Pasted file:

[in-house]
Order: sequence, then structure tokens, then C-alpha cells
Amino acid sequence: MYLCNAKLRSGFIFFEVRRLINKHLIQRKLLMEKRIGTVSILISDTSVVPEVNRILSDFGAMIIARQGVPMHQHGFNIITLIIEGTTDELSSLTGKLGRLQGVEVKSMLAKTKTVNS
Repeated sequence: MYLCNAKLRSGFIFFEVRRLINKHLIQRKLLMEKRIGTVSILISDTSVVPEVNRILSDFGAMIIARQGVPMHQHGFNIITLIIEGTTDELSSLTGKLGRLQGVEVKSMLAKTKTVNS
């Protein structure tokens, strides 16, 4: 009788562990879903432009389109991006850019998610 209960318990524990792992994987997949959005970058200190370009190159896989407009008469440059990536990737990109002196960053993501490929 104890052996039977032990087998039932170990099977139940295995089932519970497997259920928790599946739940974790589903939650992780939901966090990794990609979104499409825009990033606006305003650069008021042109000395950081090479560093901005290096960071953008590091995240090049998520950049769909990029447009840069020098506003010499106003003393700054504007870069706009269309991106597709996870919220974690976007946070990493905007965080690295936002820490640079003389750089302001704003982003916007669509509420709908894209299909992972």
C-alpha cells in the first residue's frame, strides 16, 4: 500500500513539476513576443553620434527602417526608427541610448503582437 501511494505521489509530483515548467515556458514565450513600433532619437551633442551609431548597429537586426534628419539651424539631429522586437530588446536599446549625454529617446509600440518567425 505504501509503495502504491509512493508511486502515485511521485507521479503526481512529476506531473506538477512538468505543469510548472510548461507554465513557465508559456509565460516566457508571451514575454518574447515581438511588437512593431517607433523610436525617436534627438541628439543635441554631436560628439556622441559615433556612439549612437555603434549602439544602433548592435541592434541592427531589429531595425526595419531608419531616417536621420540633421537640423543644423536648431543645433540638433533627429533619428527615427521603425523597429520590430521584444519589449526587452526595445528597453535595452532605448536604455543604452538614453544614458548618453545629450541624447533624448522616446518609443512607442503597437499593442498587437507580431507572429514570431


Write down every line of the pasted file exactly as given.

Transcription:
[in-house]
Order: sequence, then structure tokens, then C-alpha cells
Amino acid sequence: MYLCNAKLRSGFIFFEVRRLINKHLIQRKLLMEKRIGTVSILISDTSVVPEVNRILSDFGAMIIARQGVPMHQHGFNIITLIIEGTTDELSSLTGKLGRLQGVEVKSMLAKTKTVNS
Repeated sequence: MYLCNAKLRSGFIFFEVRRLINKHLIQRKLLMEKRIGTVSILISDTSVVPEVNRILSDFGAMIIARQGVPMHQHGFNIITLIIEGTTDELSSLTGKLGRLQGVEVKSMLAKTKTVNS
């Protein structure tokens, strides 16, 4: 009788562990879903432009389109991006850019998610 209960318990524990792992994987997949959005970058200190370009190159896989407009008469440059990536990737990109002196960053993501490929 104890052996039977032990087998039932170990099977139940295995089932519970497997259920928790599946739940974790589903939650992780939901966090990794990609979104499409825009990033606006305003650069008021042109000395950081090479560093901005290096960071953008590091995240090049998520950049769909990029447009840069020098506003010499106003003393700054504007870069706009269309991106597709996870919220974690976007946070990493905007965080690295936002820490640079003389750089302001704003982003916007669509509420709908894209299909992972």
C-alpha cells in the first residue's frame, strides 16, 4: 500500500513539476513576443553620434527602417526608427541610448503582437 501511494505521489509530483515548467515556458514565450513600433532619437551633442551609431548597429537586426534628419539651424539631429522586437530588446536599446549625454529617446509600440518567425 505504501509503495502504491509512493508511486502515485511521485507521479503526481512529476506531473506538477512538468505543469510548472510548461507554465513557465508559456509565460516566457508571451514575454518574447515581438511588437512593431517607433523610436525617436534627438541628439543635441554631436560628439556622441559615433556612439549612437555603434549602439544602433548592435541592434541592427531589429531595425526595419531608419531616417536621420540633421537640423543644423536648431543645433540638433533627429533619428527615427521603425523597429520590430521584444519589449526587452526595445528597453535595452532605448536604455543604452538614453544614458548618453545629450541624447533624448522616446518609443512607442503597437499593442498587437507580431507572429514570431